Juan Cole adds a lot more in his post today: Top Things you Think You Know about Iran that are not True. As another member of the progressive Facts Are Stubborn Things contingent when it comes to Iran.
Belief: Iran is aggressive and has threatened to attack Israel, its neighbors or the US
Reality: Iran has not launched an aggressive war modern history (unlike the US or Israel), and its leaders have a doctrine of "no first strike." This is true of Supreme Leader Ali Khamenei, as well as of Revolutionary Guards commanders.
Belief: Iran is a militarized society bristling with dangerous weapons and a growing threat to world peace.
Reality: Iran's military budget is a little over $6 billion annually. Sweden, Singapore and Greece all have larger military budgets. Moreover, Iran is a country of 70 million, so that its per capita spending on defense is tiny compared to these others, since they are much smaller countries with regard to population. Iran spends less per capita on its military than any other country in the Persian Gulf region with the exception of the United Arab Emirates.
It goes on from there.
The other issue is that I happen to believe we will not be able to stop Iran's nuclear ambitions, however far away weapons grade capabilities and weaponizing itself is today and assuming that's the real and looming threat, which is why Obama's denuclearization and the UN Security Council voting unanimous on the issue is so critical. Why serious sanctions are being considered. But as SecDef Gates has also said, there are no military options, contrary to what's being said by those on the right who are already squealing about regime change or a strike and all other manner of nonsense.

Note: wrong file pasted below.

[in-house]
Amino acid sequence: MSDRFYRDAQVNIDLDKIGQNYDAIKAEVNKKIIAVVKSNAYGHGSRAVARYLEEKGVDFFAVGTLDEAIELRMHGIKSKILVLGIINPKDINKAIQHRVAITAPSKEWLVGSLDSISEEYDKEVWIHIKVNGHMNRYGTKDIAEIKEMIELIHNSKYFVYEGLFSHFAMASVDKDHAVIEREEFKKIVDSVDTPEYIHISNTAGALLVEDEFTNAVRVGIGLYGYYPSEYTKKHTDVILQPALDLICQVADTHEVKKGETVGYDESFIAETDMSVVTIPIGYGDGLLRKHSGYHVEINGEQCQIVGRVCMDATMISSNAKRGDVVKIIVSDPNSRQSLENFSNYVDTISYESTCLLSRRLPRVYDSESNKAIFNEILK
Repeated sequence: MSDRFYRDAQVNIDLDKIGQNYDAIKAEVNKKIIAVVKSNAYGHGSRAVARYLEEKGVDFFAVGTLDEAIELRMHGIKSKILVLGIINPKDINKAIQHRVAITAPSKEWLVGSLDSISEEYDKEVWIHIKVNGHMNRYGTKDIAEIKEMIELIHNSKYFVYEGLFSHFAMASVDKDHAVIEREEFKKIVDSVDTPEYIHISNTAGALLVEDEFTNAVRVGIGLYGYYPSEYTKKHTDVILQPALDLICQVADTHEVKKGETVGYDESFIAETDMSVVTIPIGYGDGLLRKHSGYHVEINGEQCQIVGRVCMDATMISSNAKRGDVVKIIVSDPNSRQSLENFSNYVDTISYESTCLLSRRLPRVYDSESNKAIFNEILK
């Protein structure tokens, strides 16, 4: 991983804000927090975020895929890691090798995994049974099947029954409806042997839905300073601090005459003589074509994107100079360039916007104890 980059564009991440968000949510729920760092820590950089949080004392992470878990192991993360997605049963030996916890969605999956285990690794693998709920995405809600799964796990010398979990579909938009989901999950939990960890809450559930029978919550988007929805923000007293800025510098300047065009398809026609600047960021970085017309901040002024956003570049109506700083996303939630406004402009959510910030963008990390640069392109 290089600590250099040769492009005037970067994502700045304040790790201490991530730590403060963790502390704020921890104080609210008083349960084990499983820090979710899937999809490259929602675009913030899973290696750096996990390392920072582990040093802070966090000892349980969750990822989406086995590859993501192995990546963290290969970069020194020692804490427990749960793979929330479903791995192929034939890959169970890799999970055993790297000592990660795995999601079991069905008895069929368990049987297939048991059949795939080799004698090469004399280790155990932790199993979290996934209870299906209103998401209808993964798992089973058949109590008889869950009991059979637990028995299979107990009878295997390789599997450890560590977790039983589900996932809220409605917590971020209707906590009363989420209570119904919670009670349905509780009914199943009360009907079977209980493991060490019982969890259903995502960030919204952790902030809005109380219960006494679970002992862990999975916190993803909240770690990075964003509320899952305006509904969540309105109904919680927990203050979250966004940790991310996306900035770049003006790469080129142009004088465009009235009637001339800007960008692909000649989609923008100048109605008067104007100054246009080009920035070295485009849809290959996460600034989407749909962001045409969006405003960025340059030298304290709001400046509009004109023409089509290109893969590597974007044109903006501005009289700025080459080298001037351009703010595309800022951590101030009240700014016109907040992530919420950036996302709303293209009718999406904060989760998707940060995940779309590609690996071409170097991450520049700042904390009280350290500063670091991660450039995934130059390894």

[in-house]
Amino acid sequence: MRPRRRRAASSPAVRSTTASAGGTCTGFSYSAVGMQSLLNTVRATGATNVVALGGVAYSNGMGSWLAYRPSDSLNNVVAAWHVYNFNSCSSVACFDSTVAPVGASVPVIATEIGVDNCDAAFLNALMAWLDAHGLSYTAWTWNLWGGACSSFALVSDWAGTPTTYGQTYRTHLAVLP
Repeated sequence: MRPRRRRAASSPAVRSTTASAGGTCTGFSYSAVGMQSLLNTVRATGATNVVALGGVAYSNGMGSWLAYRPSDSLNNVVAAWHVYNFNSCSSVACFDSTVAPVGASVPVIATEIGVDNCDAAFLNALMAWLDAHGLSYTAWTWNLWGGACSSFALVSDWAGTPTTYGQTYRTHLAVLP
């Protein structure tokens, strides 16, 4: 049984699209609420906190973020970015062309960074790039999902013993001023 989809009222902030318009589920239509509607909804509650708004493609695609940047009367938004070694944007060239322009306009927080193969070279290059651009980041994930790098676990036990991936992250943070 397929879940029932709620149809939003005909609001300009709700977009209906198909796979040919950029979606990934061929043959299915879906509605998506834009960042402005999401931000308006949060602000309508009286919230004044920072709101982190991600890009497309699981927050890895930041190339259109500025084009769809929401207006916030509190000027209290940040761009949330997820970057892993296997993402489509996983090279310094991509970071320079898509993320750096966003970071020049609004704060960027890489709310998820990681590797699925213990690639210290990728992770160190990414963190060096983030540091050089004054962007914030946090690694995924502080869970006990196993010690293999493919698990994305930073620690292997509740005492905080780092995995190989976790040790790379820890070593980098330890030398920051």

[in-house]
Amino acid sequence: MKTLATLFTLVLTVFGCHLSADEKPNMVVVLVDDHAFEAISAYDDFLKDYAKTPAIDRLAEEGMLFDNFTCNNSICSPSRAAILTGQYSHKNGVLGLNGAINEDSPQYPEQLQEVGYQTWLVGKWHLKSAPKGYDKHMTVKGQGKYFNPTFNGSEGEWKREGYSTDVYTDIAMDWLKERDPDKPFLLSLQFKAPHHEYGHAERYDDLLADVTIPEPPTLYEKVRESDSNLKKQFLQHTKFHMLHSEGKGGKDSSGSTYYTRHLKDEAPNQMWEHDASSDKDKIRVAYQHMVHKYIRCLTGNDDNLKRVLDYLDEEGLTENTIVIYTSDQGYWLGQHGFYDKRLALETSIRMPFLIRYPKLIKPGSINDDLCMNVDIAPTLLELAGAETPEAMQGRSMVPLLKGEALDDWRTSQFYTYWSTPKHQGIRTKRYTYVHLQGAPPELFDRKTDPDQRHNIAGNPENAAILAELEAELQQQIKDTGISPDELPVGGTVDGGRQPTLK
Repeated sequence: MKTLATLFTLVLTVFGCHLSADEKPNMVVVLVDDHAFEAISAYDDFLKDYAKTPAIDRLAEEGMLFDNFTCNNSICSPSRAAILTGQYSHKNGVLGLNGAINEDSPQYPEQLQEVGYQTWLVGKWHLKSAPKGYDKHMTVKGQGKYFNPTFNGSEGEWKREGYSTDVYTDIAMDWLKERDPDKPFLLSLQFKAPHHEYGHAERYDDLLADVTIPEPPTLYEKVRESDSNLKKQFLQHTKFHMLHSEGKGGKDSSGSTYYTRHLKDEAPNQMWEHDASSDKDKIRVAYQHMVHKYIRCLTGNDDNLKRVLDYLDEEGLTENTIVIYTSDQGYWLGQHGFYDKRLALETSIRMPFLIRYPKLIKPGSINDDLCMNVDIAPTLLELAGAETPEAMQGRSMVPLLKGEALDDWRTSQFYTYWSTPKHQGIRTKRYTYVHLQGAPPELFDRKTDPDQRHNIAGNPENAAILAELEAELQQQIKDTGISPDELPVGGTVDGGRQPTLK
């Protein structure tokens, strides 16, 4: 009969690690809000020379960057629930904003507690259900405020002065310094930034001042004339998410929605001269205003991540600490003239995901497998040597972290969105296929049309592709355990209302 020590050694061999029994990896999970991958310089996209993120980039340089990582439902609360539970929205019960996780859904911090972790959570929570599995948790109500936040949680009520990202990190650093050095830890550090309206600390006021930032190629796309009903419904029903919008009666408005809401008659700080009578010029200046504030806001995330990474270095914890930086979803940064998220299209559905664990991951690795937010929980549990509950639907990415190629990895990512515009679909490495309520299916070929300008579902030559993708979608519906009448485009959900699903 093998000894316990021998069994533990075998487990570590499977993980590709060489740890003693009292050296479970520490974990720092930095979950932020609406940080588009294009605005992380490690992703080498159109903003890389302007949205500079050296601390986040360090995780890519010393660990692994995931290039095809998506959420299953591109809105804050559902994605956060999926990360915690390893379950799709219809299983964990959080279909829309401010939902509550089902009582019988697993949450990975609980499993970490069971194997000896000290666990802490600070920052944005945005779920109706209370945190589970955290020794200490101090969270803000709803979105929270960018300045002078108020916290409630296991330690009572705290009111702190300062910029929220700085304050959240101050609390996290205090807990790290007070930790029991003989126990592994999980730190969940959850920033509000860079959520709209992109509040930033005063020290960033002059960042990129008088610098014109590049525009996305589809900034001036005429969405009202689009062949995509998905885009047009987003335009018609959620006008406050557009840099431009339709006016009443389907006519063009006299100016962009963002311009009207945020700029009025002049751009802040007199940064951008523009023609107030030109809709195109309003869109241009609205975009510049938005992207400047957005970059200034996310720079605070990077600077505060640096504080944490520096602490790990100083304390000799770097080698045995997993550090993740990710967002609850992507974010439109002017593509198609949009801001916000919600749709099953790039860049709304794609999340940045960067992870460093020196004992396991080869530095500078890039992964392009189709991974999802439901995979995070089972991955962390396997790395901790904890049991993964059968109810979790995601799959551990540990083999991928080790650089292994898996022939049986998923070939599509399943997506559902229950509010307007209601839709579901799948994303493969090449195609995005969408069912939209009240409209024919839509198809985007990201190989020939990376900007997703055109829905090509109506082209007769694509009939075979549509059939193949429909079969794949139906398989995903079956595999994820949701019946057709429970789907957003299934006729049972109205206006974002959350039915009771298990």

But yet, Pines-Paz offered the same right-wing phraseology that defies reality and drives us all into a ditch: "Real economic sanctions can be very effective... The world should leave all options on the table."
Stronger sanctions could work, but what of the Iranian people?
If you're feeling the Iraq merry-go-round revving up you are not alone.
Pines-Paz also neglects to understand that even as Israel will always have a special relationship with the U.S., it is a very different moment from when George W. Bush was in office where Iran is concerned.
That clap of Pines-Paz was a bit of political theater, but as for the need to "wake up," I'd say that applies to Mr. Pines-Paz as much as anyone, especially when it comes to understanding the American Left on Iran. But that likely has something to do with the "existential threat" reality, which isn't lost on anyone, but isn't an excuse to make a challenging reality worse through hyperbole.
Fascinating meeting. With it clear that even as the Israeli press eviscerates President Obama, the Israeli people long for him to prove that his hope can manifest into a tangible commodity for the Middle East.
Pines-Pas on Obama's demand Israel freeze settlements: "It was there.... but it blew away. ... Left as an open issue for so long..." Israelis care, "they've lost hope."
On the Goldstone report: "Report doesn't reflect real situation....It was a report against Israel...." But "you don't boycott a UN committee..."
However, hovering over it all remains Iran, with Israelis and some on the American Left holding very different positions, something over which we are no longer willing to stay silent.